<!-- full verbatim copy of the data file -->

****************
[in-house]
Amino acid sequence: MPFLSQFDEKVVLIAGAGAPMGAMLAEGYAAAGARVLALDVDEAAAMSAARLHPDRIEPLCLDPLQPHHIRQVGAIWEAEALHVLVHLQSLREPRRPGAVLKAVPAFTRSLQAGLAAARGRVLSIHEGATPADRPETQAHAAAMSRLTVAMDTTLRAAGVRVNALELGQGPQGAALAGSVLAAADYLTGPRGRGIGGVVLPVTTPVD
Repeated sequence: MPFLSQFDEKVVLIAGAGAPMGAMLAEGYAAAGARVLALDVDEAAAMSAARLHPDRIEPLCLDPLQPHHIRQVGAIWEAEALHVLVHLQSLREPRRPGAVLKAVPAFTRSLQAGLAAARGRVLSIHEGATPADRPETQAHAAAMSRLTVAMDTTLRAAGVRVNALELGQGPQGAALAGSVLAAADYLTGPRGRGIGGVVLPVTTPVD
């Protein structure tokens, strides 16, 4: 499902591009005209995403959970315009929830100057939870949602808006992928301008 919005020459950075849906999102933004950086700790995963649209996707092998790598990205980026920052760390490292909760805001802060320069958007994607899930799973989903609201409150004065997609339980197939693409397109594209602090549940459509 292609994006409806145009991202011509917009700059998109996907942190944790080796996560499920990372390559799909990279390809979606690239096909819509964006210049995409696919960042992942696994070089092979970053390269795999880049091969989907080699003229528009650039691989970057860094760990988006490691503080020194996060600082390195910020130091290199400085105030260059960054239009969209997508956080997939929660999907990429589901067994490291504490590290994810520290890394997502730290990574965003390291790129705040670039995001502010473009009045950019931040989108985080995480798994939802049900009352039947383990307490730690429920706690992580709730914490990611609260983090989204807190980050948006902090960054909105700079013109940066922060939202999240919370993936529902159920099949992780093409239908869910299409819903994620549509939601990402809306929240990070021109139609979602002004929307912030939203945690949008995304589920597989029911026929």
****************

[in-house]
Amino acid sequence: MPFLSQFDEKVVLIAGAGAPMGAMLAEGYAAAGARVLALDVDEAAAMSAARLHPDRIEPLCLDPLQPHHIRQVGAIWEAEALHVLVHLQSLREPRRPGAVLKAVPAFTRSLQAGLAAARGRVLSIHEGATPADRPETQAHAAAMSRLTVAMDTTLRAAGVRVNALELGQGPQGAALAGSVLAAADYLTGPRGRGIGGVVLPVTTPVD
Repeated sequence: MPFLSQFDEKVVLIAGAGAPMGAMLAEGYAAAGARVLALDVDEAAAMSAARLHPDRIEPLCLDPLQPHHIRQVGAIWEAEALHVLVHLQSLREPRRPGAVLKAVPAFTRSLQAGLAAARGRVLSIHEGATPADRPETQAHAAAMSRLTVAMDTTLRAAGVRVNALELGQGPQGAALAGSVLAAADYLTGPRGRGIGGVVLPVTTPVD
């Protein structure tokens, strides 16, 4: 499902591009005209995403959970315009929830100057939870949602808006992928301008 919005020459950075849906999102933004950086700790995963649209996707092998790598990205980026920052760390490292909760805001802060320069958007994607899930799973989903609201409150004065997609339980197939693409397109594209602090549940459509 292609994006409806145009991202011509917009700059998109996907942190944790080796996560499920990372390559799909990279390809979606690239096909819509964006210049995409696919960042992942696994070089092979970053390269795999880049091969989907080699003229528009650039691989970057860094760990988006490691503080020194996060600082390195910020130091290199400085105030260059960054239009969209997508956080997939929660999907990429589901067994490291504490590290994810520290890394997502730290990574965003390291790129705040670039995001502010473009009045950019931040989108985080995480798994939802049900009352039947383990307490730690429920706690992580709730914490990611609260983090989204807190980050948006902090960054909105700079013109940066922060939202999240919370993936529902159920099949992780093409239908869910299409819903994620549509939601990402809306929240990070021109139609979602002004929307912030939203945690949008995304589920597989029911026929």